This coming Monday (September 22nd) marks the 20th anniversary of the first airing of the first episode of the sitcom Friends. And while I could blather on about how that makes me feel “soooo old!” instead, Friends reminds me more of my friends and the bonds we formed over the show. But more than that, Friends was simply fine television. Yeah, it was (and still is) easy to make fun of its broadness and archetypical characters, or put down for being too fluffy and inconsequential, but Friends demonstrated a power that had only been captured by a handful of sitcoms before it. It was a show that was easy for everyone to watch. Whether you laughed with the cast or at it, you still laughed, and you still watched because there was just some about it that was so appealing.
I didn’t watch Friends from the start. In fact, even when I started watching the show, I didn’t think of it in any significant way until I started seeing girls in my classes with the infamous “Rachel” haircut. In September 1994, I was a college sophomore. I had just moved into a new dorm room with a dear friend and a brand new 13-inch(!) TV that I had received for my birthday. This meant we didn’t have to congregate in one of the common rooms with strangers around a television; we could watch whatever we wanted whenever we wanted! (Read: we could watch whatever channels we were lucky enough to receive through the college’s piddly cable contract. Thankfully that included the major networks, at least.)
Or that’s what we call it anyway. The show’s actual title is Under the Dome, but you watch it and tell me it’s not the dumbest show on television. Better yet, just imagine a sparkly snow globe featuring a little forest of trees. Staring at the glittery plastic falling on more plastic is exactly like watching the Under the Dome in its mesmerizing simplicity, except not as dumb.
When ads for Under the Dome started appearing last year, I was curious. If you’ve been following me here, you may have picked up on the fact that I’m a fan of Stephen King‘s work. Though I hadn’t read his book Under the Dome (2009), I knew that it had been generally well received by critics. The TV ads made it sound mysterious enough – town gets trapped under an invisible dome, hilarity ensues – but it didn’t enter the realm of must-see-TV last summer. And the more ads I saw for it, which seemed to intensify in silliness from week to week, the less interested I became.
As ZZ Top said, what is it about a well-dressed male that makes people take notice? There really is nothing like a well-crafted, well-fitting outfit on a man, no matter his shape or size. But I’m not here to ramble on about men’s clothing generally, though this post is about clothing. Men’s suits, in fact. And really…only one man’s suits. The suits of Hannibal Lecter in TV’s Hannibal.
Though it took me a couple episodes to really chomp into the bit that was “television’s new number one drama!” of 2013, once the reins of Hannibal really slapped away at my sides, I was totally off. Or on. Err…I was a fan. Not a horse. Anyway, before I get more off track (haha…sigh), Hannibal is a wonderful new TV series based on Thomas Harris‘s series of novels that introduced Hannibal Lecter to the world. Continue reading Every Girl’s Crazy ‘Bout a Sharp Dressed Man→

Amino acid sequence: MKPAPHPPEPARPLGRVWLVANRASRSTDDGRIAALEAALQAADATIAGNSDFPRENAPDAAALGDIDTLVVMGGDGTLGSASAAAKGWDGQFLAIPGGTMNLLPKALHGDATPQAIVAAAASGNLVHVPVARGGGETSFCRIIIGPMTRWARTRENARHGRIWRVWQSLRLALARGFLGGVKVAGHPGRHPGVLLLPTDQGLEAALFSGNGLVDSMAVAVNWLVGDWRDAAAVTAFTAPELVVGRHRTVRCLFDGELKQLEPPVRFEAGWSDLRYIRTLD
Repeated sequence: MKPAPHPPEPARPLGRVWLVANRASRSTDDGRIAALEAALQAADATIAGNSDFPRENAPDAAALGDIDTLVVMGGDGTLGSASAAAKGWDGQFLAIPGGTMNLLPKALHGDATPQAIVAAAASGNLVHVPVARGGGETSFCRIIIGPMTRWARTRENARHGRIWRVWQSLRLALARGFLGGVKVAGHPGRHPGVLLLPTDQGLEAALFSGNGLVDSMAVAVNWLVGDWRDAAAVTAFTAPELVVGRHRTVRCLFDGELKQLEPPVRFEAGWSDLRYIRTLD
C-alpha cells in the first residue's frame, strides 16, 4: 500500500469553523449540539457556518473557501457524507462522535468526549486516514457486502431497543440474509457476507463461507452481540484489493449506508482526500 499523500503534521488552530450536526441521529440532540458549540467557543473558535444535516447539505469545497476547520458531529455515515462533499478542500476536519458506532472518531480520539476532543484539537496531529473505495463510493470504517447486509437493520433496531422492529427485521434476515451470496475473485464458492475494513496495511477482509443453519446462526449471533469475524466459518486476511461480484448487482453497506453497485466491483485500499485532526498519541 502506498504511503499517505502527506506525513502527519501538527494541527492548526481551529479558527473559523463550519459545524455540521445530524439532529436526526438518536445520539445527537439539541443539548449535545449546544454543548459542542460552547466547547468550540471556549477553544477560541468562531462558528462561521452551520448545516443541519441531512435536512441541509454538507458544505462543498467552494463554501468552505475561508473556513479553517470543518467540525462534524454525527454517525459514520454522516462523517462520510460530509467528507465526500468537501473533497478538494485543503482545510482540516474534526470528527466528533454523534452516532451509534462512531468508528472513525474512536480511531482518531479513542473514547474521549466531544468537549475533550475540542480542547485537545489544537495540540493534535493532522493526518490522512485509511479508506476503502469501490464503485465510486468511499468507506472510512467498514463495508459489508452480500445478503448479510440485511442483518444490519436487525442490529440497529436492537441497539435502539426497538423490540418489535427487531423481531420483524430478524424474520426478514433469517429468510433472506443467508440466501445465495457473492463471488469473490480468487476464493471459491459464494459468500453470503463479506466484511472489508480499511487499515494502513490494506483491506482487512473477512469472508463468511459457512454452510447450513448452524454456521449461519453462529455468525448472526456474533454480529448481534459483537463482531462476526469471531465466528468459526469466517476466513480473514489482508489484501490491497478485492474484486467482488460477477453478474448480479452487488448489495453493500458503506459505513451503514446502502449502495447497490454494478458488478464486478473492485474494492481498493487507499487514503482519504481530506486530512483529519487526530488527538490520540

After childhood I sort of stopped watching television shows. I watched Friends, maybe whatever was on Cartoon Network when I got home from school, and not much else. This carried on throughout my teenage years and into my young adult life. Now, at the age of 24, I find myself in quite the dilemma – I’m actually watching too many shows at once. It’s hard to go from watching nothing to being involved in about five to six television shows all at once, almost all of them having new episodes weekly. This week I’d like to let you all in to my newly found life in the world of television shows, so what have I been watching lately? Continue reading The Gift of Television – What I’ve Been Watching Lately→
Everyone likes a good story about superheroes. Stories about extraordinary men and women who do incredible things, defeat the bad guys, and continue to dedicate their lives serving a cause to protect the innocent and the world. After the huge success of Joss Whedon’s The Avengers, the announcement of a TV show about Marvel universe’s most top secret agency sounded like a spectacular idea. If only the show didn’t feel like everything that came before.
This I repeated over and over in my head before the week’s two-night premiere of Almost Human. Y’know, that hyped and postponed sci-fi show on Fox starring the sexy Karl Urban as a gritty, glowering, future cop John Kennex? Yeah, the future. He saw some bad things and did some bad stuff, and all he’s got is a eyebrow-furrowing, post-coma life, a head full of repressed memories, and a synthetic leg to show for it. Oh, and he’s also got a new partner who’s fully synthetic. Dorian, played by Michael Ealy, is a “crazy,” emotional android who’s not at all like his other straight-laced, by-the-book manufactured colleagues. He thinks, he feels, and he has a cool party trick – making parts of his face light up (which do that anyway when he’s “processing data”). This new take on the old “buddy cop” premise intrigued me from the start, and after was all said and done, the shows were okay…mostly.